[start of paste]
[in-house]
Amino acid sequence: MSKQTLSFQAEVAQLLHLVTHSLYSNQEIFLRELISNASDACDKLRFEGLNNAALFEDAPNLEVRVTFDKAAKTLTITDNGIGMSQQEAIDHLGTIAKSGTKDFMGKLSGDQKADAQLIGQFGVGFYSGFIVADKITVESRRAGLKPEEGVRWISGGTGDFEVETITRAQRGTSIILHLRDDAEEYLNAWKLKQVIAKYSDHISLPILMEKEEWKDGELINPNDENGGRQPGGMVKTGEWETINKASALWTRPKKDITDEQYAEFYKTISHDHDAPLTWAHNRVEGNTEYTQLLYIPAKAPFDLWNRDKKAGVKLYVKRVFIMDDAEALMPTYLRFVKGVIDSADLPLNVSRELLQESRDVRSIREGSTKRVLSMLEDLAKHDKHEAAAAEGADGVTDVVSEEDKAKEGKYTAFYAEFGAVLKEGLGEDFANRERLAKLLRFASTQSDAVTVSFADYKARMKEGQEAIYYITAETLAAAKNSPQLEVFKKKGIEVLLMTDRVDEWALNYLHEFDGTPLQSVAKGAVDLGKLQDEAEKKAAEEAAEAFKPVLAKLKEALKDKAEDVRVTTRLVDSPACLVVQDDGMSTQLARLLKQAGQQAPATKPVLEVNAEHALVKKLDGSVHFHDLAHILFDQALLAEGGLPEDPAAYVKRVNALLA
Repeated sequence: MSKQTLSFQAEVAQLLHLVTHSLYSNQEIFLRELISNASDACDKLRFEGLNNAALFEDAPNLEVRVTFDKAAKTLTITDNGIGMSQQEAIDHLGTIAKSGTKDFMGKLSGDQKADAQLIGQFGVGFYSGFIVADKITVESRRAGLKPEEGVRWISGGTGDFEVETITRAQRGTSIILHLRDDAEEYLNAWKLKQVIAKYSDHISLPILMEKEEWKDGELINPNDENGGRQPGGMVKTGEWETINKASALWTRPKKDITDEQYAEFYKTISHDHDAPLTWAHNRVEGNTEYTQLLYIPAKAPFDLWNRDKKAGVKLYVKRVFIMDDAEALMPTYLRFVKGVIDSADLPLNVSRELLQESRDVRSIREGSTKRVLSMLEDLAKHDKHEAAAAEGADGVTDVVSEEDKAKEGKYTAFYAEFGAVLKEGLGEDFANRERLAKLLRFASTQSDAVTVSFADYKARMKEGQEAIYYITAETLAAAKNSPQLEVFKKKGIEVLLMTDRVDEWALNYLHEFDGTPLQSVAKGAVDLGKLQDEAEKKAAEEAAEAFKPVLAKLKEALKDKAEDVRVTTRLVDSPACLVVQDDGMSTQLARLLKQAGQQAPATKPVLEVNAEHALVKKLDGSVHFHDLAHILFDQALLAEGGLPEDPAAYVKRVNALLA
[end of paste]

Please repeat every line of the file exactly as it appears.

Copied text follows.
[in-house]
Amino acid sequence: MSKQTLSFQAEVAQLLHLVTHSLYSNQEIFLRELISNASDACDKLRFEGLNNAALFEDAPNLEVRVTFDKAAKTLTITDNGIGMSQQEAIDHLGTIAKSGTKDFMGKLSGDQKADAQLIGQFGVGFYSGFIVADKITVESRRAGLKPEEGVRWISGGTGDFEVETITRAQRGTSIILHLRDDAEEYLNAWKLKQVIAKYSDHISLPILMEKEEWKDGELINPNDENGGRQPGGMVKTGEWETINKASALWTRPKKDITDEQYAEFYKTISHDHDAPLTWAHNRVEGNTEYTQLLYIPAKAPFDLWNRDKKAGVKLYVKRVFIMDDAEALMPTYLRFVKGVIDSADLPLNVSRELLQESRDVRSIREGSTKRVLSMLEDLAKHDKHEAAAAEGADGVTDVVSEEDKAKEGKYTAFYAEFGAVLKEGLGEDFANRERLAKLLRFASTQSDAVTVSFADYKARMKEGQEAIYYITAETLAAAKNSPQLEVFKKKGIEVLLMTDRVDEWALNYLHEFDGTPLQSVAKGAVDLGKLQDEAEKKAAEEAAEAFKPVLAKLKEALKDKAEDVRVTTRLVDSPACLVVQDDGMSTQLARLLKQAGQQAPATKPVLEVNAEHALVKKLDGSVHFHDLAHILFDQALLAEGGLPEDPAAYVKRVNALLA
Repeated sequence: MSKQTLSFQAEVAQLLHLVTHSLYSNQEIFLRELISNASDACDKLRFEGLNNAALFEDAPNLEVRVTFDKAAKTLTITDNGIGMSQQEAIDHLGTIAKSGTKDFMGKLSGDQKADAQLIGQFGVGFYSGFIVADKITVESRRAGLKPEEGVRWISGGTGDFEVETITRAQRGTSIILHLRDDAEEYLNAWKLKQVIAKYSDHISLPILMEKEEWKDGELINPNDENGGRQPGGMVKTGEWETINKASALWTRPKKDITDEQYAEFYKTISHDHDAPLTWAHNRVEGNTEYTQLLYIPAKAPFDLWNRDKKAGVKLYVKRVFIMDDAEALMPTYLRFVKGVIDSADLPLNVSRELLQESRDVRSIREGSTKRVLSMLEDLAKHDKHEAAAAEGADGVTDVVSEEDKAKEGKYTAFYAEFGAVLKEGLGEDFANRERLAKLLRFASTQSDAVTVSFADYKARMKEGQEAIYYITAETLAAAKNSPQLEVFKKKGIEVLLMTDRVDEWALNYLHEFDGTPLQSVAKGAVDLGKLQDEAEKKAAEEAAEAFKPVLAKLKEALKDKAEDVRVTTRLVDSPACLVVQDDGMSTQLARLLKQAGQQAPATKPVLEVNAEHALVKKLDGSVHFHDLAHILFDQALLAEGGLPEDPAAYVKRVNALLA